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ABC White House correspondent Jessica Yellin reported that in remarks on July 18, "President Bush pledged to fire any aides who committed a crime in the CIA leak case." But Yellin failed to inform viewers that this pledge departs from the president's earlier promise to fire anyone involved in the leak. During the early days of the CIA leak scandal, Bush and White House press secretary Scott McClellan promised that anyone involved in the leak would be fired. But at a July 18 press conference, Bush revised his promise, pledging only to fire those leakers whose actions were illegal. While reporters at CBS, NBC, and CNN pointed out this shift in their nightly news programs, Yellin did not.
From the July 18 broadcast of ABC's World News Tonight:
CHARLES GIBSON (anchor): In Washington today, President Bush addressed questions about his senior adviser, Karl Rove. Mr. Rove has been under increasing scrutiny since revelations about his role in an ongoing investigation into who leaked the name of a CIA officer. That leak came in connection with an article written by the CIA officer's husband, ambassador Joe Wilson, who had been sent to Africa to investigate claims about Iraq and uranium. Here's ABC's Jessica Yellin.
YELLIN: Today, President Bush pledged to fire any aides who committed a crime in the CIA leak case.
BUSH (clip from press conference): I would like this to end as quickly as possible so we know the facts, and if someone committed a crime, they will no longer work in my administration.
From the July 18 broadcast of the CBS Evening News:
JOHN ROBERTS (anchor): President Bush once said that he would fire anyone in his administration involved in leaking the identity of a CIA operative. Then over the weekend Matt Cooper of Time magazine revealed he learned the identity of a CIA operative from the president's top political strategist, now deputy chief of staff, Karl Rove. Today, when Mr. Bush was asked about all this, he clarified his position, indicating a leak alone would not be enough to get someone fired.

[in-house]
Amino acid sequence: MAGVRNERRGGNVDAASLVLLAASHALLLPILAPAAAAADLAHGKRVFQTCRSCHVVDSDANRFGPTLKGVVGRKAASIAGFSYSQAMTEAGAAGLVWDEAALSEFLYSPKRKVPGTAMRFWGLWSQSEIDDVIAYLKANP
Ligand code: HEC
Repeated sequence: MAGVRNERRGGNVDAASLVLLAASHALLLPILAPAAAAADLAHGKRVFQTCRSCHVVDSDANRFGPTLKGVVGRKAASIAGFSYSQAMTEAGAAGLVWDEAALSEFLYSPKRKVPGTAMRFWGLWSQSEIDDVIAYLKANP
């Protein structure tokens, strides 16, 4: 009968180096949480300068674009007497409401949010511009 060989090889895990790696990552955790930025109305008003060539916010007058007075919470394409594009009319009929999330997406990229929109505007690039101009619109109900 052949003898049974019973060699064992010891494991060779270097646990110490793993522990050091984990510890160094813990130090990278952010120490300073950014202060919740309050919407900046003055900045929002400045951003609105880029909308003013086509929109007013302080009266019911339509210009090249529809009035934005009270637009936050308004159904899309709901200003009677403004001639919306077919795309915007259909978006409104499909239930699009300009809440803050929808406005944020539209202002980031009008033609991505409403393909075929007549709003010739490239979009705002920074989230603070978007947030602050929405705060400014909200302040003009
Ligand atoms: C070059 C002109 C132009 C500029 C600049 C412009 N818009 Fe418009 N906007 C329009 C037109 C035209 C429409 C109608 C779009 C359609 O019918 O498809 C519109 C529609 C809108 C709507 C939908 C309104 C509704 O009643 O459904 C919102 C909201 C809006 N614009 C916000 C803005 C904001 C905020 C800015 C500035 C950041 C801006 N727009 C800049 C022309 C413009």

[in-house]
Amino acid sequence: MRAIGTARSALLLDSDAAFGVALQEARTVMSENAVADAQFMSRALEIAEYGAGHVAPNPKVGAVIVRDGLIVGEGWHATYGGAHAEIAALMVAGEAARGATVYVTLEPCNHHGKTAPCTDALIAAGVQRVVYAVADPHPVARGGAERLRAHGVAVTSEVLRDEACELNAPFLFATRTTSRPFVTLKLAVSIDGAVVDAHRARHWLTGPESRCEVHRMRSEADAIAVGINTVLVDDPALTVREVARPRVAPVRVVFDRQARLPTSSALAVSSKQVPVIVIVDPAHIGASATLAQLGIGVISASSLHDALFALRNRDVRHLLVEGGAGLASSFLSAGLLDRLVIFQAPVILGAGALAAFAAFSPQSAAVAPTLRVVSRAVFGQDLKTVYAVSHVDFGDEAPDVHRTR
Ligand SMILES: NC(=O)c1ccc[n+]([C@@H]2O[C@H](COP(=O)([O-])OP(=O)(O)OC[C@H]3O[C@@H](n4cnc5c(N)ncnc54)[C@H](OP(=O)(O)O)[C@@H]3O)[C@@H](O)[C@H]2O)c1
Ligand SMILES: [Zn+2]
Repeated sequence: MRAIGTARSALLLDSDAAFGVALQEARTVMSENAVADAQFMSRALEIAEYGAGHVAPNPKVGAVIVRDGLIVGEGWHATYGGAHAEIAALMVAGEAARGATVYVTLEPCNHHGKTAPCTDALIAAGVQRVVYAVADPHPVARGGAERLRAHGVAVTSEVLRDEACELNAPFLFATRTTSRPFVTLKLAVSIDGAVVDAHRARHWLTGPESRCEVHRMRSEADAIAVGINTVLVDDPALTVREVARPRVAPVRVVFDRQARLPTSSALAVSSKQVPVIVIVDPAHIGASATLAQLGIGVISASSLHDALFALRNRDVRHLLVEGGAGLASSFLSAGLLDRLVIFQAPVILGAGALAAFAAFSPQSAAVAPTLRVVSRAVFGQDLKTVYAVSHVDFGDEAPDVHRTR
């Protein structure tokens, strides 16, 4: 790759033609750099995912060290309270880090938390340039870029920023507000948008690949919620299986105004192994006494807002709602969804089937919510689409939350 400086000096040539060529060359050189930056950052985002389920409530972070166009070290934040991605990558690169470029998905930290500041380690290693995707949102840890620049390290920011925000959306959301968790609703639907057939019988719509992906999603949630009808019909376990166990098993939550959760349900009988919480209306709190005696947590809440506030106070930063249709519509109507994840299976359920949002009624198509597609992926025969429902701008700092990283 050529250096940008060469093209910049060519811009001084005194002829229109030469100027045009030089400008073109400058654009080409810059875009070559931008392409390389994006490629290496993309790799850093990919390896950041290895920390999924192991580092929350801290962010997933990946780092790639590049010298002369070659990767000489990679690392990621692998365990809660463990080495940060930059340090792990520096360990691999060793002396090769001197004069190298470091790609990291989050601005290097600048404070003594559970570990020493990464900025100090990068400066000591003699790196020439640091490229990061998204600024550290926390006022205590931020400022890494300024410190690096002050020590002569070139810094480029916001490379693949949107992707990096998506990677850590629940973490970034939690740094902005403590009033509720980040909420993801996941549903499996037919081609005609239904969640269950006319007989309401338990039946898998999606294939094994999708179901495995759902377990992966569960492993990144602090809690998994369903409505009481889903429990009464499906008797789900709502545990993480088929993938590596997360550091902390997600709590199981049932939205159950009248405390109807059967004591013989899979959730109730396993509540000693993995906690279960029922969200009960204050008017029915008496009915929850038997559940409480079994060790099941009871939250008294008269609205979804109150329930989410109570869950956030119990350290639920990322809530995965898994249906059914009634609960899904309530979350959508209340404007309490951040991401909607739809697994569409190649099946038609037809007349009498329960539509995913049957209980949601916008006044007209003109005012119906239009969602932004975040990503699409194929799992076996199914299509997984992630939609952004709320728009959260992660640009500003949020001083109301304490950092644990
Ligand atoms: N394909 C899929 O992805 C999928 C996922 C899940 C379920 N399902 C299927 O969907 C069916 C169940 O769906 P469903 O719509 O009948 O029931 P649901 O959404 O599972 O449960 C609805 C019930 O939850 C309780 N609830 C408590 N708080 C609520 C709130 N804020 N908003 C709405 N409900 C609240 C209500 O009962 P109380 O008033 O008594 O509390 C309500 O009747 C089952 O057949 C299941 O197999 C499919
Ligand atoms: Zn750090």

[clip from press conference]
TERENCE HUNT (Associated Press White House correspondent): Regardless of whether a crime was committed, do you still intend to fire anyone found to be involved in the CIA leak case?
BUSH: I don't know all the facts. I want to know all the facts. Best place for the facts to be done is by somebody who's spending time investigating it. I would like this to end as quickly as possible, so we know the facts, and if someone committed a crime, they will no longer work in my administration.
From the July 18 broadcast of NBC's Nightly News:
DAVID GREGORY (NBC News chief White House correspondent): With the leak investigation casting a shadow over the president's official agenda, today Mr. Bush said again he would take the special prosecutor's findings seriously.
BUSH: I would like this to end this quickly as possible so we know the facts, and if someone committed a crime, they will no longer work in my administration.
GREGORY: Two years ago, Mr. Bush also said he would dismiss anyone who violated the law, but last summer the president issued a broader pledge to fire anyone who leaked Valerie Plame's name.
UNIDENTIFIED REPORTER: And, do you stand by your pledge to fire anyone found to have done so?
From the July 18 edition of CNN's NewsNight with Aaron Brown:
BROWN: Well, it's not exactly setting the bar real high, if someone is convicted of a crime you get tossed.
JEFF GREENFIELD (CNN senior analyst): But it's also a change.
BROWN: It is absolutely a change.